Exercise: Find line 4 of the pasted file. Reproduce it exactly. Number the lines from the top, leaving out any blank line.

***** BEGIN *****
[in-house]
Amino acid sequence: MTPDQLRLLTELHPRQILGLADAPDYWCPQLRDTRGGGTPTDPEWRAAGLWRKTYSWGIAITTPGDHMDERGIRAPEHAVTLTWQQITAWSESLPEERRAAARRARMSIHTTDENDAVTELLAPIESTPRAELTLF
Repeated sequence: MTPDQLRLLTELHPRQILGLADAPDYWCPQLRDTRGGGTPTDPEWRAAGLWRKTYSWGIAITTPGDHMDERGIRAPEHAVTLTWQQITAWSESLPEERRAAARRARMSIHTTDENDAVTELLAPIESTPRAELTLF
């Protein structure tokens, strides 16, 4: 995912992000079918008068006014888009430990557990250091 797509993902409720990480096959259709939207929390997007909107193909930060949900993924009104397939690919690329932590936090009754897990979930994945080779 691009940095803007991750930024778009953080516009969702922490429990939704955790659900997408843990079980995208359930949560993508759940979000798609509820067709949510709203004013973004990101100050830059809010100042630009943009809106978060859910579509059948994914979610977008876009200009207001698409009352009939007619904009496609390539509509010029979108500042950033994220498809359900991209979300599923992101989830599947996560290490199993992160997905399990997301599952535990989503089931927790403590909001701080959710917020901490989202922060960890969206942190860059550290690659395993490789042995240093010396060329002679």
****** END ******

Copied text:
């Protein structure tokens, strides 16, 4: 995912992000079918008068006014888009430990557990250091 797509993902409720990480096959259709939207929390997007909107193909930060949900993924009104397939690919690329932590936090009754897990979930994945080779 691009940095803007991750930024778009953080516009969702922490429990939704955790659900997408843990079980995208359930949560993508759940979000798609509820067709949510709203004013973004990101100050830059809010100042630009943009809106978060859910579509059948994914979610977008876009200009207001698409009352009939007619904009496609390539509509010029979108500042950033994220498809359900991209979300599923992101989830599947996560290490199993992160997905399990997301599952535990989503089931927790403590909001701080959710917020901490989202922060960890969206942190860059550290690659395993490789042995240093010396060329002679």